Like most college-goers, Shwetank Jain had an encounter with smoking when he was just in his 20s. It was the early 2000s, and hookahs had just been introduced in the high-end cafes of New Delhi. However, instead of just puffing it off, Jain decided to make it a mini-career.
He realised that there was demand for the fancy hookahs – also known as shishas – among college students, but few could afford to hang out at the high-end pubs. So Jain started sourcing shishas for small cafes in the city’s popular students hub – North Campus – to make a little pocket money.
He wouldn’t sell the shisha, but would place them in the small cafes for customers. For every order, he would give a cut to the cafe owners.
Eventually, Jain stopped the hookah venture and went on to complete his masters in the US. He returned and joined the family business, handling the export of bedsheets and curtains to Ikea and Walmart. He also started distributing tobacco products such as lighters, bidis and cigars with a friend.
Almost after a decade and a half, Jain launched his startup Hash in 2019 – life has come full circle for him.
Hash has its own brand of cigarettes, which it supplies to retailers. The manufacturing is outsourced. Next, Jain plans to start a marketplace for non-tobacco but smoking-related products.
“I wanted to do something in tobacco, like what Bira did to alcohol,” Jain told Moneycontrol, adding that there were three layers of distribution channels for cigarettes that were all unorganised and he wanted to fill that gap.
Hash recently raised $3.5 million in a fresh round of funding from Armac Investment Fund. The funding round included marquee angel investors Kunal Shah, founder of Cred; Jitendra Gupta, founder of Jupiter; Ashneer Grover, cofounder of BharatPe, and Ankur Jain, founder of Bira91.
However, in a world that’s pushing for greater environmental and social governance, a new-age consumer brand such as Hash could face moral and existential questions.
According to a report, 14.84 percent of adults aged 30-44 consume the most tobacco in the nation, followed by 14.7 percent of young adults aged 20-29. Tobacco use is a major risk factor for chronic diseases, including lung disease, and accounts for almost 1.35 million deaths in India every year.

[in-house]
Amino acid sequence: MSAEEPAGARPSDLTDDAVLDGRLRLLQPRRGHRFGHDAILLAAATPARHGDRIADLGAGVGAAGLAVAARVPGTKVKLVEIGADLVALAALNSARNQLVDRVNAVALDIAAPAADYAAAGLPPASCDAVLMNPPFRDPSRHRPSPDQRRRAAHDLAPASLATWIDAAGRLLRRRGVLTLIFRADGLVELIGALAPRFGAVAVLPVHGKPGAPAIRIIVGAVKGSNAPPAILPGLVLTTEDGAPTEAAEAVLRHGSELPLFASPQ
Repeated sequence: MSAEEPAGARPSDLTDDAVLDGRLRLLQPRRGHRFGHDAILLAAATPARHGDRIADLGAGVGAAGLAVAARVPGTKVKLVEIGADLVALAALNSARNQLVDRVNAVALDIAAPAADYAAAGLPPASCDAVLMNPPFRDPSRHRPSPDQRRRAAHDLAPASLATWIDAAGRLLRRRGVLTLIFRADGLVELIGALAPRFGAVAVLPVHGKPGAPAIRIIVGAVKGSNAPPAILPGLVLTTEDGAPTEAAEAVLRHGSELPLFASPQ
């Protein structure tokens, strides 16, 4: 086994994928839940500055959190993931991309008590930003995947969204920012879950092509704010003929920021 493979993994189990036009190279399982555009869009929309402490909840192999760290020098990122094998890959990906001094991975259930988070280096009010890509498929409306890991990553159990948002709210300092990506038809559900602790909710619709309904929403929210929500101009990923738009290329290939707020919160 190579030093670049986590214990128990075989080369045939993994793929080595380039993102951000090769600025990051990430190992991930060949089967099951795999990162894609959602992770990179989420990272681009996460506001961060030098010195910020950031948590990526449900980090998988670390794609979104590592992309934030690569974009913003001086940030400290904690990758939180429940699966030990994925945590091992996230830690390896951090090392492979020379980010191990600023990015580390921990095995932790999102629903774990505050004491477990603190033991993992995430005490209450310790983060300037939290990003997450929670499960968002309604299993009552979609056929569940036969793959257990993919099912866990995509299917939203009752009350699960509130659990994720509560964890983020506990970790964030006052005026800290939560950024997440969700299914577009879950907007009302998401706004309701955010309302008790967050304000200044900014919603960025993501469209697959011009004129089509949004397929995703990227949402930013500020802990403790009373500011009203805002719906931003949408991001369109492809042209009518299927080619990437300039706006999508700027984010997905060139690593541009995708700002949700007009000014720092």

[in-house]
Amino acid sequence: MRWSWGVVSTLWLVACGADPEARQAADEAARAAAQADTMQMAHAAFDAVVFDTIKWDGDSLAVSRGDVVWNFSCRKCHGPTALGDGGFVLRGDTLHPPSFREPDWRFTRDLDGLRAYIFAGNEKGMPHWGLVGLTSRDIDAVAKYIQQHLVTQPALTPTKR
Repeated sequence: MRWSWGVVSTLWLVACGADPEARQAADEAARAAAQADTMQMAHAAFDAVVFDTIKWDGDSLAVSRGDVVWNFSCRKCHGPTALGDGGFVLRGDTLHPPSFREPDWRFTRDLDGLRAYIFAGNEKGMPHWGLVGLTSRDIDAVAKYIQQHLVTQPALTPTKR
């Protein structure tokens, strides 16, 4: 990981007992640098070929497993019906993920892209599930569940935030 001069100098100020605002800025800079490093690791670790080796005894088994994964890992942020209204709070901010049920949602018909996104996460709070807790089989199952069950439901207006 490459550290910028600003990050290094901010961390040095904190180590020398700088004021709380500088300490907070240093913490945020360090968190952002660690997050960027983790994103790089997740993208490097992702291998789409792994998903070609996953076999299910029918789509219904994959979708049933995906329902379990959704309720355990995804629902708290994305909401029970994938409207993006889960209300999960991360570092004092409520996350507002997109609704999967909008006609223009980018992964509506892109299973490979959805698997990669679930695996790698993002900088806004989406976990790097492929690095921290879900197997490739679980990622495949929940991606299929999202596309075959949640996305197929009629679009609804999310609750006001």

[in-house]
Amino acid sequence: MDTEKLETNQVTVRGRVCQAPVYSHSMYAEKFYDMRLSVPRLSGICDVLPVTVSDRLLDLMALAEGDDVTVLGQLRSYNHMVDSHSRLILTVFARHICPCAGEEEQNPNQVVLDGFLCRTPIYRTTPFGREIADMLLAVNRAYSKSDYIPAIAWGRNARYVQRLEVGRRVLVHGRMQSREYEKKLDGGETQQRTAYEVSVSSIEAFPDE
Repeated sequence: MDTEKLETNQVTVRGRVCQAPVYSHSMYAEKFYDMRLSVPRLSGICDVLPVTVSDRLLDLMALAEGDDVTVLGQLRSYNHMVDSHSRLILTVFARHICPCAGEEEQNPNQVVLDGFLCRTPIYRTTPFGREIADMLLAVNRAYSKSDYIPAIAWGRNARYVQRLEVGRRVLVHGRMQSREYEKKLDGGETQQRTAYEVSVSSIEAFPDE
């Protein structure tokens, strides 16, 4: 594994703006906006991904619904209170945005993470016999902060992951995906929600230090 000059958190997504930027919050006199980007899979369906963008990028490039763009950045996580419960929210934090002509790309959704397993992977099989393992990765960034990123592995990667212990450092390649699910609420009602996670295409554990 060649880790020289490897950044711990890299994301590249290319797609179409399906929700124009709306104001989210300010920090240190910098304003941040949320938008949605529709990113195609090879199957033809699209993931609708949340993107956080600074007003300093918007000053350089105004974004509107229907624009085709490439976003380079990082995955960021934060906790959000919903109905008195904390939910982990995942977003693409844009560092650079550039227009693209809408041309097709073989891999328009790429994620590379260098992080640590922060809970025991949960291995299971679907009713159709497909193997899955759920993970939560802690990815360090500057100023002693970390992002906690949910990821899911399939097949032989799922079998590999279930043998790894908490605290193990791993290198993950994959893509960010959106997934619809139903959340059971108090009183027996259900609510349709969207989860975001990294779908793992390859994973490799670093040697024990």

“I do not smoke and would love for others to quit,” said Jain, adding that it is, however, a business at the end of the day. He says that’s why Hash’s product portfolio is diversified, with 68 percent of the business from non-tobacco products.
Hash sells cigarettes, hookah poles, lighters and rolling papers, among other things. The average price of a small cigarette pack starts at Rs 99. Packs come in flavours like paan and rajanigandha and claim to have the lowest nicotine content globally.
The startup plans to digitise small shop owners and paanwalas in the country. Selling paan is a cash market. Most such shopkeepers don’t have a goods and services tax number or even a bank account.
Jain understands that to sell his products, he needs to organise the layers, especially the distribution segment of the market. Hash has already started geotagging the paanwalas.Did he have difficulty convincing the investors? Not really. According to Jain, when the investors understood that the company had the potential to organise the paanwalas, they were willing to put in the money.